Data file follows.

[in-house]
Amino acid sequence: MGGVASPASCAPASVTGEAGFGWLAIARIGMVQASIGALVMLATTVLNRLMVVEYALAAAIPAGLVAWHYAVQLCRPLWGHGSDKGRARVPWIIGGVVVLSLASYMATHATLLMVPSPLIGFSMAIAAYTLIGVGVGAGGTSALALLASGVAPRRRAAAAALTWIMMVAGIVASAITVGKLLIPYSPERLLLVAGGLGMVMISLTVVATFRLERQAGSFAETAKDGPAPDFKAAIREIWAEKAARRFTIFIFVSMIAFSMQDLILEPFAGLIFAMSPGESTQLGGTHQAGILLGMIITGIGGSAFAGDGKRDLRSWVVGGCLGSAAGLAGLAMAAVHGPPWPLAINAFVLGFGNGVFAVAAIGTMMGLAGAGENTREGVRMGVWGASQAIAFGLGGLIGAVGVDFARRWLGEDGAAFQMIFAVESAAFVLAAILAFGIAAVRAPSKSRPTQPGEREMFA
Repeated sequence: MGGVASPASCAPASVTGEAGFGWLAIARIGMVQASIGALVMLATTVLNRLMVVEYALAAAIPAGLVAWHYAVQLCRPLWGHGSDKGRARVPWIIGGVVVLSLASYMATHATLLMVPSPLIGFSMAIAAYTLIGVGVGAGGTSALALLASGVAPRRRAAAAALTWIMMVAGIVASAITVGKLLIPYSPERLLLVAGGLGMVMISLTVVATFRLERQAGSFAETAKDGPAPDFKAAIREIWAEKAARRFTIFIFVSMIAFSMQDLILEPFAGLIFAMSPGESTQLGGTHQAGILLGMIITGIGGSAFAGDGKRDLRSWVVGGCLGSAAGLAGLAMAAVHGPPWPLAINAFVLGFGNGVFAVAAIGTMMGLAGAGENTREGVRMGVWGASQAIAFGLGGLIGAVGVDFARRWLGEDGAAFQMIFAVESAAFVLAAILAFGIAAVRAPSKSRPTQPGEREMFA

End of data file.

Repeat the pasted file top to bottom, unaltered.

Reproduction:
[in-house]
Amino acid sequence: MGGVASPASCAPASVTGEAGFGWLAIARIGMVQASIGALVMLATTVLNRLMVVEYALAAAIPAGLVAWHYAVQLCRPLWGHGSDKGRARVPWIIGGVVVLSLASYMATHATLLMVPSPLIGFSMAIAAYTLIGVGVGAGGTSALALLASGVAPRRRAAAAALTWIMMVAGIVASAITVGKLLIPYSPERLLLVAGGLGMVMISLTVVATFRLERQAGSFAETAKDGPAPDFKAAIREIWAEKAARRFTIFIFVSMIAFSMQDLILEPFAGLIFAMSPGESTQLGGTHQAGILLGMIITGIGGSAFAGDGKRDLRSWVVGGCLGSAAGLAGLAMAAVHGPPWPLAINAFVLGFGNGVFAVAAIGTMMGLAGAGENTREGVRMGVWGASQAIAFGLGGLIGAVGVDFARRWLGEDGAAFQMIFAVESAAFVLAAILAFGIAAVRAPSKSRPTQPGEREMFA
Repeated sequence: MGGVASPASCAPASVTGEAGFGWLAIARIGMVQASIGALVMLATTVLNRLMVVEYALAAAIPAGLVAWHYAVQLCRPLWGHGSDKGRARVPWIIGGVVVLSLASYMATHATLLMVPSPLIGFSMAIAAYTLIGVGVGAGGTSALALLASGVAPRRRAAAAALTWIMMVAGIVASAITVGKLLIPYSPERLLLVAGGLGMVMISLTVVATFRLERQAGSFAETAKDGPAPDFKAAIREIWAEKAARRFTIFIFVSMIAFSMQDLILEPFAGLIFAMSPGESTQLGGTHQAGILLGMIITGIGGSAFAGDGKRDLRSWVVGGCLGSAAGLAGLAMAAVHGPPWPLAINAFVLGFGNGVFAVAAIGTMMGLAGAGENTREGVRMGVWGASQAIAFGLGGLIGAVGVDFARRWLGEDGAAFQMIFAVESAAFVLAAILAFGIAAVRAPSKSRPTQPGEREMFA